Language and Literacy Teachers as Leaders

March 18, 2010

Language and literacy teachers and tutors are instructional leaders. Every day they act as role models for the students that they teach. They are a source of inspiration, motivation and encouragement. For the most part, they also lead by example. When a literacy tutor teaches a learner to read, write and learn the alphabet, it is because they have also learned it themselves and they are sharing what they themselves have learned. Many foreign language teachers have lived and taught abroad. They understand the difficulties in grasping a foreign grammar and new vocabulary, as well as culture shock and learning how to “be” in a new place.

Here are 5 tips for celebrating your role as a Language Leader:

1. Share stories with your learners.

Humans connect through stories and shared experiences. Tell your students about your own experience as a learner, or a story about someone you know. Think of a student you have who is struggling. Then go back into your memory banks and find an anecdotal story about you or someone else that may help your learner in some way – to provide relief, inspiration or hope. I advise changing the names of characters in your stories, to protect the innocent, of course. But it OK to share stories about former students who have overcome similar difficulties and succeeded. Connecting through stories is a powerful way to lead.

2. Share your own tips for success.

Students sometimes struggle to find strategies that will help them succeed. One way they figure out what will work for them is to get tips from those who have already done the same. As a teacher, you act as a leader when you share your tips that will help others succeed. For example, I had trouble learning to roll my “rr” when I was learning Spanish. I had previously studied French and my “r”s were too far back in my throat for Spanish. I struggled with the new sound of the trilled Spanish “rr”. My teacher gave me the tip of practicing it in the shower. (Seriously!) I practiced every day in the shower until I could do it.

As a teacher I passed that same tip on to my own students, telling that that practicing every day for just a few minutes is important. The method of doing it while doing something else that is pretty routine and does not require much “deep thinking”, also helps to decrease anxiety. It worked for me and my students tell me that it works for them too. They appreciated the tip! Every teacher has good learning tips. What are some of your personal success tips that you can share with your learners?

3. Show your humanity.

Adults have this thing about failure. Children are less self-conscious about it until they learn that it’s bad to make mistakes. Adult learners may have feelings of shame or stigma about what they don’t know. As a Language Leader you want to show your learners that it is not only OK to make mistakes and not know things, it is inevitable! What we don’t know creates a space for us to learn in. No one knows everything and we all have the capacity to learn. When you’re working with your learners find ways to take yourself down off whatever pedestal your learners may want to put you on and show them that you are just as human as you are.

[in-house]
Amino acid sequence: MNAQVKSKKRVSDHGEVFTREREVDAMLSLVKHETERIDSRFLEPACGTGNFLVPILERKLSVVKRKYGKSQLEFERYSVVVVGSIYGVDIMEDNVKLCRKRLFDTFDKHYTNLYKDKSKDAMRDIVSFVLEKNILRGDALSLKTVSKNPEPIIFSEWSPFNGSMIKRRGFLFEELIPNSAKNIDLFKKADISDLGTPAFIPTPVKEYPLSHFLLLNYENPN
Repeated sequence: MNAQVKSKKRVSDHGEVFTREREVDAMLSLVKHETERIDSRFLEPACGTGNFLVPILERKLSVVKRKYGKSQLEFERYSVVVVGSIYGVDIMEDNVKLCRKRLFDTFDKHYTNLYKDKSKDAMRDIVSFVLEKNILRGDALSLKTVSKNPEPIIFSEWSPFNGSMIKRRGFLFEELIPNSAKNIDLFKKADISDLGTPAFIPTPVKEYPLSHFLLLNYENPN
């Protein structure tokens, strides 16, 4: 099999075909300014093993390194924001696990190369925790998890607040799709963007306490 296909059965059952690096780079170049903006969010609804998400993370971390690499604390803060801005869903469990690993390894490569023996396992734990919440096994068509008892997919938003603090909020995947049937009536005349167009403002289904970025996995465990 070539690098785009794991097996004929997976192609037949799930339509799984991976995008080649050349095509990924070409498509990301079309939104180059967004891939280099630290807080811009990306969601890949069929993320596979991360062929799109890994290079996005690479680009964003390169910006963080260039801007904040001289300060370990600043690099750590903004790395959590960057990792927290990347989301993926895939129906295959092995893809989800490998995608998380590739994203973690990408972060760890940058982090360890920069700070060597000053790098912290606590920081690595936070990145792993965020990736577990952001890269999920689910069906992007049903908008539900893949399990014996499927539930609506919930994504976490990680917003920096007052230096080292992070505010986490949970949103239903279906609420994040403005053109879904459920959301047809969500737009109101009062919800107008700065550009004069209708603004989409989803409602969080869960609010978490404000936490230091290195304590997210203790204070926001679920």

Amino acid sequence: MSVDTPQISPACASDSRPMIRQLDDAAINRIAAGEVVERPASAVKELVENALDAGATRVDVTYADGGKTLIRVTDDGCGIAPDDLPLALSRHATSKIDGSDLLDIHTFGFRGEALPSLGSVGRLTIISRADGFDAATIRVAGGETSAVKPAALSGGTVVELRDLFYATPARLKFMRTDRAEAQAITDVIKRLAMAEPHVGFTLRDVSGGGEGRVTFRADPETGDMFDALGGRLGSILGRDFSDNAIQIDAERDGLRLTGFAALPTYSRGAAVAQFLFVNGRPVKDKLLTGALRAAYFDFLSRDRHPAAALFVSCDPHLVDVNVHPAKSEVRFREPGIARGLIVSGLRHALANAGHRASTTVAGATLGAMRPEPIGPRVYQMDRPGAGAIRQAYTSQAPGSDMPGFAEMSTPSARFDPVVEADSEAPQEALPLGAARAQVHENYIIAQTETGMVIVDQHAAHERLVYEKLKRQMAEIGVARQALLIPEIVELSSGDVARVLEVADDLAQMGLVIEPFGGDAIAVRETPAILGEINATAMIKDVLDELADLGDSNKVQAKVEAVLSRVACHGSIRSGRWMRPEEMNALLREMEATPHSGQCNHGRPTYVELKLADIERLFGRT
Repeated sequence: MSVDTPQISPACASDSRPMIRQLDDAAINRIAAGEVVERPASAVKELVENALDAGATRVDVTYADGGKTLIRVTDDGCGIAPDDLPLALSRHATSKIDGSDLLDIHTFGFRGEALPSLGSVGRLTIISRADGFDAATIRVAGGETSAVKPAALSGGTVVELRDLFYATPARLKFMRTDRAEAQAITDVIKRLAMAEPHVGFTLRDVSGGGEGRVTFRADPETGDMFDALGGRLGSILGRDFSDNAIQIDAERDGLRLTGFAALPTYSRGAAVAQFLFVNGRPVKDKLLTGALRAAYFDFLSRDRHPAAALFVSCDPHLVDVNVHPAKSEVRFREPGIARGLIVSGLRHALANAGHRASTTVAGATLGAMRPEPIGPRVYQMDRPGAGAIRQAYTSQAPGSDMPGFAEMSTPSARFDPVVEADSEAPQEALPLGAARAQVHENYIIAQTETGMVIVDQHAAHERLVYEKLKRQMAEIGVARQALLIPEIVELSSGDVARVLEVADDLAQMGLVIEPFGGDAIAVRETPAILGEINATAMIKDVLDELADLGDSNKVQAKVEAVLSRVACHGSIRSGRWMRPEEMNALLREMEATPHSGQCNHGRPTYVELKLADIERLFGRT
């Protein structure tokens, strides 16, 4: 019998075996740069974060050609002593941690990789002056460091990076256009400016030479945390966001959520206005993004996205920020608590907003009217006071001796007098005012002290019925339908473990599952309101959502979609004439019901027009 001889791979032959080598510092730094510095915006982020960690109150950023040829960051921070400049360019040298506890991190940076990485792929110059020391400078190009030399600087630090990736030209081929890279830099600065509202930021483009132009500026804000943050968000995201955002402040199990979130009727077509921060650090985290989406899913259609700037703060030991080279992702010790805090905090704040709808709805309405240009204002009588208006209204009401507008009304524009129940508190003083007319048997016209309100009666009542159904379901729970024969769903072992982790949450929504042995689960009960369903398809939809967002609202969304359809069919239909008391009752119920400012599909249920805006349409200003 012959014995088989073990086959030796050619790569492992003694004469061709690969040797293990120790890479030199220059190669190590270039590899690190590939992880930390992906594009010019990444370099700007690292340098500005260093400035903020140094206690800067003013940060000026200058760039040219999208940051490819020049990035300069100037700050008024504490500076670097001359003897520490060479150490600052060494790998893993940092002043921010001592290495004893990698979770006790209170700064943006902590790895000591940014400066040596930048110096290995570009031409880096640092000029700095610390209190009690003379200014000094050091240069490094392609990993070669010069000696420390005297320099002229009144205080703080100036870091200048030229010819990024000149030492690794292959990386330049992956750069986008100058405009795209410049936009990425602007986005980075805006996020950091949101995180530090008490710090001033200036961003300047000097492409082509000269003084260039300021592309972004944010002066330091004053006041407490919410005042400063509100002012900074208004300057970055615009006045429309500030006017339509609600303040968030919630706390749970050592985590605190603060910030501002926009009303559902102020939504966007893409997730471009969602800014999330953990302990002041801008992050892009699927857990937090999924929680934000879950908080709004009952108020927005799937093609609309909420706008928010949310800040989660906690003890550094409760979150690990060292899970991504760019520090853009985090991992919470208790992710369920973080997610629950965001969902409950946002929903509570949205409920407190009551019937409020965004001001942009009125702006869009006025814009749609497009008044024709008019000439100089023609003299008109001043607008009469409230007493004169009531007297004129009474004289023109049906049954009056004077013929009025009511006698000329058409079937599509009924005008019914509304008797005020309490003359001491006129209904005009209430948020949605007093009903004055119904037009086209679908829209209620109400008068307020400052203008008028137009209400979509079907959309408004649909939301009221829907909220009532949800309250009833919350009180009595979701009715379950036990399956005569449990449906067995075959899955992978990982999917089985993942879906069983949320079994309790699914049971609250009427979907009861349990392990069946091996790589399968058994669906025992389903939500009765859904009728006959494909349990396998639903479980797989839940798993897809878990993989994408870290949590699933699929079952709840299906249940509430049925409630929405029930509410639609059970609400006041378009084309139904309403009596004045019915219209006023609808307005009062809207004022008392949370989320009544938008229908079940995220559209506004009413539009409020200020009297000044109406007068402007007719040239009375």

4. Laugh with your learners.

Along with showing your humanity comes laughter. I tell my students about the time when I was giving a presentation as a young college-age student who was studying Spanish. I concluded my presentation, which was an anecdote about my experience studying abroad in Madrid with the line, “Y al final me quedé bien embarazada.” A few people in the class broke out into laugher and my teacher stifled her laughter. What I said was “I finished up good and pregnant”. What I meant to say was, “At the end of it all, I was really embarrassed.” Oops! Needless to say, there was no pregnancy involved, but there was embarrassment – both during the initial incident and during my class presentation. And I learned to say it properly in Spanish – “Me dio mucha vergüenza.”

I share that story with my students so they can see my humanity. We have a good laugh over it and hopefully, they learn from my mistake!

5. Encourage learners with a “can do” attitude.

Every now and again we all become discouraged. When this happens, it’s easy to say, “I can’t do it”. As a Language Leader, your job is to say, “Oh yes you can!” I tell my students that I am actually a very slow learner, which is true. I tell them about times I wanted to give up and didn’t. I tell them that by tapping into their own personal determination and perseverance, they will learn to read and write the way they want to. They will learn their verb conjugations. More importantly, they will empower themselves to gain new skills and experience the world in new ways – that their effort will be worth it.


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Update – January 2018 – This blog has had over 1.8 million views thanks to readers like you. If you enjoyed this post, please “like” it or share it on social media. Thanks!

Sarah Elaine Eaton is a faculty member in the Werklund School of Education, University of Calgary, Canada.

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